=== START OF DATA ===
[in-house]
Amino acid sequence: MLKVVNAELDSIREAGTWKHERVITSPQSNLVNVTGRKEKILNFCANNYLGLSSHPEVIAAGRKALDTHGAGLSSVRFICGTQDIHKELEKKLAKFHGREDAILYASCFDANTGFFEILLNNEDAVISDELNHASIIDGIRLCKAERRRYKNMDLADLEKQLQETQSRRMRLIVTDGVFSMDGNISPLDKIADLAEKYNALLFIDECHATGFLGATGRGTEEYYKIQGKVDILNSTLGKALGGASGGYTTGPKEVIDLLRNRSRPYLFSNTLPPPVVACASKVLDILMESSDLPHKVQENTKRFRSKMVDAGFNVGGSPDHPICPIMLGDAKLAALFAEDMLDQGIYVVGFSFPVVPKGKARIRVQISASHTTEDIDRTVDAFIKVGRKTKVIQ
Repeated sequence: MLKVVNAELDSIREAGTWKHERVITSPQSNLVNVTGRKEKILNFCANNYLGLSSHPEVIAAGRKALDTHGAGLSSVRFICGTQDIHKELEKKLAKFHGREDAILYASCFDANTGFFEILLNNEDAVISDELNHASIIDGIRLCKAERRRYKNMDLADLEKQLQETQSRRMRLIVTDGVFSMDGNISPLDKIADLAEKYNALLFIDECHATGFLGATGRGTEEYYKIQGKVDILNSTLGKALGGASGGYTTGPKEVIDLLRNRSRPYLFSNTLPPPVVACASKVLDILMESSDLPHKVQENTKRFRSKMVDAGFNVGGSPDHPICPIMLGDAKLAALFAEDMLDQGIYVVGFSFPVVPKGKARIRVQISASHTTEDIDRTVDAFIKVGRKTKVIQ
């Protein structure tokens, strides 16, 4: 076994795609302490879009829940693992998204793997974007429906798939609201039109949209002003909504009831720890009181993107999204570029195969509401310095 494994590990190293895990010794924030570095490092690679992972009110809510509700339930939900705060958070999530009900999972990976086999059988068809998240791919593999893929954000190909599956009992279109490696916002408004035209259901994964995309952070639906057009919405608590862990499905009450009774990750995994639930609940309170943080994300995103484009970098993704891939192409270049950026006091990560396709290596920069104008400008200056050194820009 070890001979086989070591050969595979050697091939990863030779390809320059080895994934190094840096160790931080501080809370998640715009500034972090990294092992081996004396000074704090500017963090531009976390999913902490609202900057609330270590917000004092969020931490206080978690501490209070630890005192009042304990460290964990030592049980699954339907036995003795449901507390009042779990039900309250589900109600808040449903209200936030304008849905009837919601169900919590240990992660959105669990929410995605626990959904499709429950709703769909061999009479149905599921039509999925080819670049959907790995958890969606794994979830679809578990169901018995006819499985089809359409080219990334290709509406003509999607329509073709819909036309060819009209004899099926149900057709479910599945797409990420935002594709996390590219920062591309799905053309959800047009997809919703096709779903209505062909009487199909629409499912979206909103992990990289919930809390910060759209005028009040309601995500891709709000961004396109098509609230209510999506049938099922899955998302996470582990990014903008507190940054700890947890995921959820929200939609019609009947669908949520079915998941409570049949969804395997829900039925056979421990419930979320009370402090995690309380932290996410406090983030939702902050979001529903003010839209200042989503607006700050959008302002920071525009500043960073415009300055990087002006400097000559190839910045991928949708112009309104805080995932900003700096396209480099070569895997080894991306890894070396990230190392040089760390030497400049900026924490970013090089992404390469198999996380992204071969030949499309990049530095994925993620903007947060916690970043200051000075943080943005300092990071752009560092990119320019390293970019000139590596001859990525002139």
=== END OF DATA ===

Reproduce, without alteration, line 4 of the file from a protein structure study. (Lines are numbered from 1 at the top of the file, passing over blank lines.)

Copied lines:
């Protein structure tokens, strides 16, 4: 076994795609302490879009829940693992998204793997974007429906798939609201039109949209002003909504009831720890009181993107999204570029195969509401310095 494994590990190293895990010794924030570095490092690679992972009110809510509700339930939900705060958070999530009900999972990976086999059988068809998240791919593999893929954000190909599956009992279109490696916002408004035209259901994964995309952070639906057009919405608590862990499905009450009774990750995994639930609940309170943080994300995103484009970098993704891939192409270049950026006091990560396709290596920069104008400008200056050194820009 070890001979086989070591050969595979050697091939990863030779390809320059080895994934190094840096160790931080501080809370998640715009500034972090990294092992081996004396000074704090500017963090531009976390999913902490609202900057609330270590917000004092969020931490206080978690501490209070630890005192009042304990460290964990030592049980699954339907036995003795449901507390009042779990039900309250589900109600808040449903209200936030304008849905009837919601169900919590240990992660959105669990929410995605626990959904499709429950709703769909061999009479149905599921039509999925080819670049959907790995958890969606794994979830679809578990169901018995006819499985089809359409080219990334290709509406003509999607329509073709819909036309060819009209004899099926149900057709479910599945797409990420935002594709996390590219920062591309799905053309959800047009997809919703096709779903209505062909009487199909629409499912979206909103992990990289919930809390910060759209005028009040309601995500891709709000961004396109098509609230209510999506049938099922899955998302996470582990990014903008507190940054700890947890995921959820929200939609019609009947669908949520079915998941409570049949969804395997829900039925056979421990419930979320009370402090995690309380932290996410406090983030939702902050979001529903003010839209200042989503607006700050959008302002920071525009500043960073415009300055990087002006400097000559190839910045991928949708112009309104805080995932900003700096396209480099070569895997080894991306890894070396990230190392040089760390030497400049900026924490970013090089992404390469198999996380992204071969030949499309990049530095994925993620903007947060916690970043200051000075943080943005300092990071752009560092990119320019390293970019000139590596001859990525002139």